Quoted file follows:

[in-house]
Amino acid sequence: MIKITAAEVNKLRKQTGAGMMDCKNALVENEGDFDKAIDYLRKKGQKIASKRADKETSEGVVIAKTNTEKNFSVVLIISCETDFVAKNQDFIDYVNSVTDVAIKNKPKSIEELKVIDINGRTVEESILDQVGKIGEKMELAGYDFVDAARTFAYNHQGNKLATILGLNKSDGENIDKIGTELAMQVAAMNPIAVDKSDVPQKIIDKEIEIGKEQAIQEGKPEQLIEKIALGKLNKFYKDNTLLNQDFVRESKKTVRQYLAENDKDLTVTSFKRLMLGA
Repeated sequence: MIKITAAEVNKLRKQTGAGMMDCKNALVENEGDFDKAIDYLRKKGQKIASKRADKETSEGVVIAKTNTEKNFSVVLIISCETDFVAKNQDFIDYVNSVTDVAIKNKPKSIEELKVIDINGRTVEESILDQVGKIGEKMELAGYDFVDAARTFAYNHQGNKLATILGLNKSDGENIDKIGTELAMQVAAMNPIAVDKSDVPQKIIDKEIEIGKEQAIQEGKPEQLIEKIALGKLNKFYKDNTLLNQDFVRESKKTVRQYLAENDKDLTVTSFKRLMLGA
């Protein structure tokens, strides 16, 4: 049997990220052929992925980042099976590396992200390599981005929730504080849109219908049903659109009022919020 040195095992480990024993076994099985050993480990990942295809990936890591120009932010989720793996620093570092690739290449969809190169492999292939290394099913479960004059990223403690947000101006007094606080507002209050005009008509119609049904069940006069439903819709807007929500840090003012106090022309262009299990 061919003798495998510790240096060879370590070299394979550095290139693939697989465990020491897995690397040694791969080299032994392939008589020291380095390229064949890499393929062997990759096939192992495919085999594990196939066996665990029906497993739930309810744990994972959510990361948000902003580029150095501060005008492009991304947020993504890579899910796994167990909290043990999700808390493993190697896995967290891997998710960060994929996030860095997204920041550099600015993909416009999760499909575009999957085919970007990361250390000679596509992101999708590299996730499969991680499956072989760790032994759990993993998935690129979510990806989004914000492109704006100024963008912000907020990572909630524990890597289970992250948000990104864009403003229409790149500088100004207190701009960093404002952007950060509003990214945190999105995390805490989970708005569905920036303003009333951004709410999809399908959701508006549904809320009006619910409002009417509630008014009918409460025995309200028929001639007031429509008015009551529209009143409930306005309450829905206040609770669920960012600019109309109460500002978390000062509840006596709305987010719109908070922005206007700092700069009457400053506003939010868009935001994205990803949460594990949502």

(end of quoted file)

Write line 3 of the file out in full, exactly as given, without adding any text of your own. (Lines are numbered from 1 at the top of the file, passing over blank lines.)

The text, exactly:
Repeated sequence: MIKITAAEVNKLRKQTGAGMMDCKNALVENEGDFDKAIDYLRKKGQKIASKRADKETSEGVVIAKTNTEKNFSVVLIISCETDFVAKNQDFIDYVNSVTDVAIKNKPKSIEELKVIDINGRTVEESILDQVGKIGEKMELAGYDFVDAARTFAYNHQGNKLATILGLNKSDGENIDKIGTELAMQVAAMNPIAVDKSDVPQKIIDKEIEIGKEQAIQEGKPEQLIEKIALGKLNKFYKDNTLLNQDFVRESKKTVRQYLAENDKDLTVTSFKRLMLGA